America's total auto debt is growing faster than ever, so it's no surprise that the average monthly car payment is rising as well. Although this trend raises some concerns as borrowers fall behind on payments, taking on a car loan can still be a smart choice if done correctly. An auto loan on an affordably priced vehicle can get you the transportation you need and even help improve your credit score as you pay it off. Learn what the average car loan payment is for new and used cars, the variables that impact the monthly payment, and how to score a lower car payment the right way.
The Average Monthly Car Payment
As new and used car prices are surging, it's becoming clear that car shoppers are choosing to take on more debt instead of downsizing their vehicle purchase. According to data from Experian, the average monthly car loan payment in the U.S. as of last year was $554 for new vehicles and $391 for used. The total average amount borrowed for a new car was $30,977 and $19,861 for used.
These sky-high auto loan averages are a sign of the times. Americans currently owe a cumulative $1.2 trillion in auto loans (an increase of 75% since 2009 and the highest in our history) and at least 7 million Americans are seriously delinquent on their car payments. The good news is that the average car loan payment isn't necessarily what you'll have to pay for a vehicle since the factors that impact a monthly payment vary on an individual basis.
What Factors Into Your Car Loan Payment?
Although we advocate for looking at the total cost of financing a vehicle instead of just the monthly payment, it's important to understand how your car loan payment is determined and to make sure it will fit into your budget. When buying a vehicle, the monthly payment varies depending on whether the vehicle is new or used and its total purchase price as well as the down payment, APR rate, and loan terms.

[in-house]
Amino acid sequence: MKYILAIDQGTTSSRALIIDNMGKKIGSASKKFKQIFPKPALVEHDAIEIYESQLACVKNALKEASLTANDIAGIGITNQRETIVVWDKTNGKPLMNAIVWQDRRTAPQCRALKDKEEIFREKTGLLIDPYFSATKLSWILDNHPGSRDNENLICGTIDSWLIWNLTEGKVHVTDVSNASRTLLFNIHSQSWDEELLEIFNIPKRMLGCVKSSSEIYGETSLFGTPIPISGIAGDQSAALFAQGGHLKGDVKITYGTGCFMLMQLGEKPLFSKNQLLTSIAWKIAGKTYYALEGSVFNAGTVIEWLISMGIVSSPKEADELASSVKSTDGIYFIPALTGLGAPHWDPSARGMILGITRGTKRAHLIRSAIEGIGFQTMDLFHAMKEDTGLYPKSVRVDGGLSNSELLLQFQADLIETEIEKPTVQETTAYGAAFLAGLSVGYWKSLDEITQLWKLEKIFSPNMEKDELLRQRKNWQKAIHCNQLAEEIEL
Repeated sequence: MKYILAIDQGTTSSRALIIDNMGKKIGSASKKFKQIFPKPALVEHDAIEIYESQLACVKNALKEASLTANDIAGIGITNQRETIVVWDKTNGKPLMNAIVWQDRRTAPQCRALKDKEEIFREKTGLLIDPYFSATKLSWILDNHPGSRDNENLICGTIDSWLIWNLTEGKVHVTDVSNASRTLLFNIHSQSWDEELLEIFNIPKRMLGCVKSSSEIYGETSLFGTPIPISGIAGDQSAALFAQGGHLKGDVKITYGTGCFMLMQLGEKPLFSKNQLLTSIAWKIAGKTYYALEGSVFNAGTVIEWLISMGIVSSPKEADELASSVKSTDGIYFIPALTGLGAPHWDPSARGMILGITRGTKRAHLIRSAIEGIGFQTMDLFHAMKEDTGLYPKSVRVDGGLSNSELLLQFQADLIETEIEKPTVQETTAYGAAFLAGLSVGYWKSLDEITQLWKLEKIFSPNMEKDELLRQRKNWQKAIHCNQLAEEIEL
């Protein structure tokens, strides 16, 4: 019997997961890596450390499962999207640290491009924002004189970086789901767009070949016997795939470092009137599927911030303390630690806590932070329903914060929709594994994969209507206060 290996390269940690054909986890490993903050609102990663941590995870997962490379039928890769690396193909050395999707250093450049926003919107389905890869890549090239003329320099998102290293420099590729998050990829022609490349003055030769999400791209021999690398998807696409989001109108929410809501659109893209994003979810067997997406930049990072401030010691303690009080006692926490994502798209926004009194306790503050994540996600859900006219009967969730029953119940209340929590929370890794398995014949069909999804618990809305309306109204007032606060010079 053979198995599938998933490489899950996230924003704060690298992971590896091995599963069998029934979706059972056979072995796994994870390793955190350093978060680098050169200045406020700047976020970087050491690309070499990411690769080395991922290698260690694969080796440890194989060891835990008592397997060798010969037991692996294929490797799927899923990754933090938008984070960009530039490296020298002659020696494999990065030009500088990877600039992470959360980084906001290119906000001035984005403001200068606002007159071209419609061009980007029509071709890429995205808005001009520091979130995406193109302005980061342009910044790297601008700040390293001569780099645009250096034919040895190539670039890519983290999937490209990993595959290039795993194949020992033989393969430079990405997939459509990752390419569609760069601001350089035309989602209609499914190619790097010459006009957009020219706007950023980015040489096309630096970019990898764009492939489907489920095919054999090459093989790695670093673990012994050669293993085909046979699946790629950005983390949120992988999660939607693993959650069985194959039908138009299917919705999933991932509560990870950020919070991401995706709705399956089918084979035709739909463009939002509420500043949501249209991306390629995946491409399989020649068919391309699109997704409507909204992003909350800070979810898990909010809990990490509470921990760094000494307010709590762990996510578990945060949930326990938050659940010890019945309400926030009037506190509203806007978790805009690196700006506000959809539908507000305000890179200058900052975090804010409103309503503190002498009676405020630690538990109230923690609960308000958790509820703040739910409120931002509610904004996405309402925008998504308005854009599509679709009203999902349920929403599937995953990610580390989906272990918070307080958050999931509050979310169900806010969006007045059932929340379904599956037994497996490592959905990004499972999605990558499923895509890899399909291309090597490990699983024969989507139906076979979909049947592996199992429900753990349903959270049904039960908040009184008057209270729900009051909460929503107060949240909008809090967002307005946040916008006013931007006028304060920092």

The total amount financed is determined by the purchase price of the vehicle plus taxes, minus the down payment, and a trade-in if you have one. If you choose to purchase GAP insurance, warranties, and other add-ons, you'll need to factor that cost into the total amount.
Next, you'll need to consider the length of the auto loan. The longer you stretch your car loan terms, the lower your monthly payment will be, but there are serious risks to this strategy, including higher interest rates and a higher probability that you'll be upside down on your car loan. Finally, you'll have to consider the interest rate on the loan which is determined by your credit score and debt-to-income ratio among other factors. As of 2019, the average car loan interest rate ranges from 5.3% for good credit to 21.10% for subprime lenders with scores under 560.
How to Get a Lower Car Payment
If paying nearly $600 a month for a car doesn't fit into your budget, all hope is not lost. You can keep your monthly car payments well below the average and protect your finances by being strategic with your car purchase. Stretching out your car loan to 84 months is one way to lower your car payment, but we don't recommend this route. The best strategy to keep payments reasonable is to choose an affordable vehicle. Oftentimes this means going with a used car instead of new, or forgoing a large truck or SUV in favor of a smaller, more efficient vehicle.
Saving up for a substantial down payment will also help lower your monthly payments. Not only will it reduce the overall financing costs, but it can reduce your interest rate and even help you get approved with less than perfect credit. Shoppers with bad credit can find lower interest rates by improving their credit scores, enlisting a cosigner, and getting pre-approved from several lenders to choose the best rate.